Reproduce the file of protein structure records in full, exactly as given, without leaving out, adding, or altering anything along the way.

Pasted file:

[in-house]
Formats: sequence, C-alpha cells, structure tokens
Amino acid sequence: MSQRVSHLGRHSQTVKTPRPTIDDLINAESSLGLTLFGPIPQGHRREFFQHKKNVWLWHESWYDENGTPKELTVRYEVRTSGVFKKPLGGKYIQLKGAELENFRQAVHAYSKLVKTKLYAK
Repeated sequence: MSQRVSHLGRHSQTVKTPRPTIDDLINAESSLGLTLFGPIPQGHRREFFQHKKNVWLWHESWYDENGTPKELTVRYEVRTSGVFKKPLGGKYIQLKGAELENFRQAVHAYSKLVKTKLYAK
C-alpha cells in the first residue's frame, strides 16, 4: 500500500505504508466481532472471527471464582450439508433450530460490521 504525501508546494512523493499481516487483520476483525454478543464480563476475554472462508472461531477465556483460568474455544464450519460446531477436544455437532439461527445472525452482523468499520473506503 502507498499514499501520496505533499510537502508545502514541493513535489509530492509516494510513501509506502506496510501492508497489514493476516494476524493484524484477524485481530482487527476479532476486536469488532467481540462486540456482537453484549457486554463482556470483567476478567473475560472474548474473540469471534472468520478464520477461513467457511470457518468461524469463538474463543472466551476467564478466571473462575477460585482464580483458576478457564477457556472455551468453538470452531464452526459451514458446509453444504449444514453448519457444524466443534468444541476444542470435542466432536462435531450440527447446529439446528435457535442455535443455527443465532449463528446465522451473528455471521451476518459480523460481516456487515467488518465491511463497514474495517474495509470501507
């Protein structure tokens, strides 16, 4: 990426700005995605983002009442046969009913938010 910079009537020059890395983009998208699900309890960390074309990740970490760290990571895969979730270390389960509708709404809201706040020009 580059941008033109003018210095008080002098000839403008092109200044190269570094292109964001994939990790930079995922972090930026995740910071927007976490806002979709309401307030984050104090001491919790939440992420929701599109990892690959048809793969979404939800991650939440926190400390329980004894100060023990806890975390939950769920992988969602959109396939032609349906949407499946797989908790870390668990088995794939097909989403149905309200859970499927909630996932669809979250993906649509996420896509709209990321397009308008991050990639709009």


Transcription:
[in-house]
Formats: sequence, C-alpha cells, structure tokens
Amino acid sequence: MSQRVSHLGRHSQTVKTPRPTIDDLINAESSLGLTLFGPIPQGHRREFFQHKKNVWLWHESWYDENGTPKELTVRYEVRTSGVFKKPLGGKYIQLKGAELENFRQAVHAYSKLVKTKLYAK
Repeated sequence: MSQRVSHLGRHSQTVKTPRPTIDDLINAESSLGLTLFGPIPQGHRREFFQHKKNVWLWHESWYDENGTPKELTVRYEVRTSGVFKKPLGGKYIQLKGAELENFRQAVHAYSKLVKTKLYAK
C-alpha cells in the first residue's frame, strides 16, 4: 500500500505504508466481532472471527471464582450439508433450530460490521 504525501508546494512523493499481516487483520476483525454478543464480563476475554472462508472461531477465556483460568474455544464450519460446531477436544455437532439461527445472525452482523468499520473506503 502507498499514499501520496505533499510537502508545502514541493513535489509530492509516494510513501509506502506496510501492508497489514493476516494476524493484524484477524485481530482487527476479532476486536469488532467481540462486540456482537453484549457486554463482556470483567476478567473475560472474548474473540469471534472468520478464520477461513467457511470457518468461524469463538474463543472466551476467564478466571473462575477460585482464580483458576478457564477457556472455551468453538470452531464452526459451514458446509453444504449444514453448519457444524466443534468444541476444542470435542466432536462435531450440527447446529439446528435457535442455535443455527443465532449463528446465522451473528455471521451476518459480523460481516456487515467488518465491511463497514474495517474495509470501507
């Protein structure tokens, strides 16, 4: 990426700005995605983002009442046969009913938010 910079009537020059890395983009998208699900309890960390074309990740970490760290990571895969979730270390389960509708709404809201706040020009 580059941008033109003018210095008080002098000839403008092109200044190269570094292109964001994939990790930079995922972090930026995740910071927007976490806002979709309401307030984050104090001491919790939440992420929701599109990892690959048809793969979404939800991650939440926190400390329980004894100060023990806890975390939950769920992988969602959109396939032609349906949407499946797989908790870390668990088995794939097909989403149905309200859970499927909630996932669809979250993906649509996420896509709209990321397009308008991050990639709009």